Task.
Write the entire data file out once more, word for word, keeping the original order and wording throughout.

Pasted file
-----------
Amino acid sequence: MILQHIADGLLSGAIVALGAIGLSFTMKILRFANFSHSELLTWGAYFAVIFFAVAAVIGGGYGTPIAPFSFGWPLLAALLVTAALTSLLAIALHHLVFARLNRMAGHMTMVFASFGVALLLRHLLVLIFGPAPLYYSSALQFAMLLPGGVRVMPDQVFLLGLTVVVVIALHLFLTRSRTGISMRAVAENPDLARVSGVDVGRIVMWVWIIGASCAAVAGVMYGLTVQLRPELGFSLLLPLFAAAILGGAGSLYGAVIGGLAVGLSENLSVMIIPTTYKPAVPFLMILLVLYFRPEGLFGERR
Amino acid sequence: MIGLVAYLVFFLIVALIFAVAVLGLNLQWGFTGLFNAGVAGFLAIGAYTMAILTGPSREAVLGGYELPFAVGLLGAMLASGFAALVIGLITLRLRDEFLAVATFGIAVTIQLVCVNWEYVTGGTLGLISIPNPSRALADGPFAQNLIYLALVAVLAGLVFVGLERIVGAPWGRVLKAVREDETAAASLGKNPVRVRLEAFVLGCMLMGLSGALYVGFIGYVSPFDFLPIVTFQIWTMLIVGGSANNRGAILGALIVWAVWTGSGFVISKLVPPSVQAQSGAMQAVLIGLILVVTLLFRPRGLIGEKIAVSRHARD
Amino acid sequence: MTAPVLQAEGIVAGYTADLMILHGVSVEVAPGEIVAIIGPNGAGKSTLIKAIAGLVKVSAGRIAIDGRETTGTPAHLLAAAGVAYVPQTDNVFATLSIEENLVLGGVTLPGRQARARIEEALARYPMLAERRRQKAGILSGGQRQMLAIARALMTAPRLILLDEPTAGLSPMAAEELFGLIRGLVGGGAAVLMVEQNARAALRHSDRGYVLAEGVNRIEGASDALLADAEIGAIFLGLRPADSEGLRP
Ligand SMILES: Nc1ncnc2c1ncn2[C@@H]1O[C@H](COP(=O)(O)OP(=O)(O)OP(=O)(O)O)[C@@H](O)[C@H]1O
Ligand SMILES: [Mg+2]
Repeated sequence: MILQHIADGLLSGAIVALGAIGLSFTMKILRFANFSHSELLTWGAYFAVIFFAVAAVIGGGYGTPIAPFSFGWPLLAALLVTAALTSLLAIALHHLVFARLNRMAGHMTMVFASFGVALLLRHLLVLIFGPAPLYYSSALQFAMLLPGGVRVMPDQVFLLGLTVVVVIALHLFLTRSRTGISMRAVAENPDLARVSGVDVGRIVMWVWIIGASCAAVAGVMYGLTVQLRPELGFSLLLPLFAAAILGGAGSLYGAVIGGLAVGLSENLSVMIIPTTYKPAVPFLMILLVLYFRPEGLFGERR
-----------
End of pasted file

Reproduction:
Amino acid sequence: MILQHIADGLLSGAIVALGAIGLSFTMKILRFANFSHSELLTWGAYFAVIFFAVAAVIGGGYGTPIAPFSFGWPLLAALLVTAALTSLLAIALHHLVFARLNRMAGHMTMVFASFGVALLLRHLLVLIFGPAPLYYSSALQFAMLLPGGVRVMPDQVFLLGLTVVVVIALHLFLTRSRTGISMRAVAENPDLARVSGVDVGRIVMWVWIIGASCAAVAGVMYGLTVQLRPELGFSLLLPLFAAAILGGAGSLYGAVIGGLAVGLSENLSVMIIPTTYKPAVPFLMILLVLYFRPEGLFGERR
Amino acid sequence: MIGLVAYLVFFLIVALIFAVAVLGLNLQWGFTGLFNAGVAGFLAIGAYTMAILTGPSREAVLGGYELPFAVGLLGAMLASGFAALVIGLITLRLRDEFLAVATFGIAVTIQLVCVNWEYVTGGTLGLISIPNPSRALADGPFAQNLIYLALVAVLAGLVFVGLERIVGAPWGRVLKAVREDETAAASLGKNPVRVRLEAFVLGCMLMGLSGALYVGFIGYVSPFDFLPIVTFQIWTMLIVGGSANNRGAILGALIVWAVWTGSGFVISKLVPPSVQAQSGAMQAVLIGLILVVTLLFRPRGLIGEKIAVSRHARD
Amino acid sequence: MTAPVLQAEGIVAGYTADLMILHGVSVEVAPGEIVAIIGPNGAGKSTLIKAIAGLVKVSAGRIAIDGRETTGTPAHLLAAAGVAYVPQTDNVFATLSIEENLVLGGVTLPGRQARARIEEALARYPMLAERRRQKAGILSGGQRQMLAIARALMTAPRLILLDEPTAGLSPMAAEELFGLIRGLVGGGAAVLMVEQNARAALRHSDRGYVLAEGVNRIEGASDALLADAEIGAIFLGLRPADSEGLRP
Ligand SMILES: Nc1ncnc2c1ncn2[C@@H]1O[C@H](COP(=O)(O)OP(=O)(O)OP(=O)(O)O)[C@@H](O)[C@H]1O
Ligand SMILES: [Mg+2]
Repeated sequence: MILQHIADGLLSGAIVALGAIGLSFTMKILRFANFSHSELLTWGAYFAVIFFAVAAVIGGGYGTPIAPFSFGWPLLAALLVTAALTSLLAIALHHLVFARLNRMAGHMTMVFASFGVALLLRHLLVLIFGPAPLYYSSALQFAMLLPGGVRVMPDQVFLLGLTVVVVIALHLFLTRSRTGISMRAVAENPDLARVSGVDVGRIVMWVWIIGASCAAVAGVMYGLTVQLRPELGFSLLLPLFAAAILGGAGSLYGAVIGGLAVGLSENLSVMIIPTTYKPAVPFLMILLVLYFRPEGLFGERR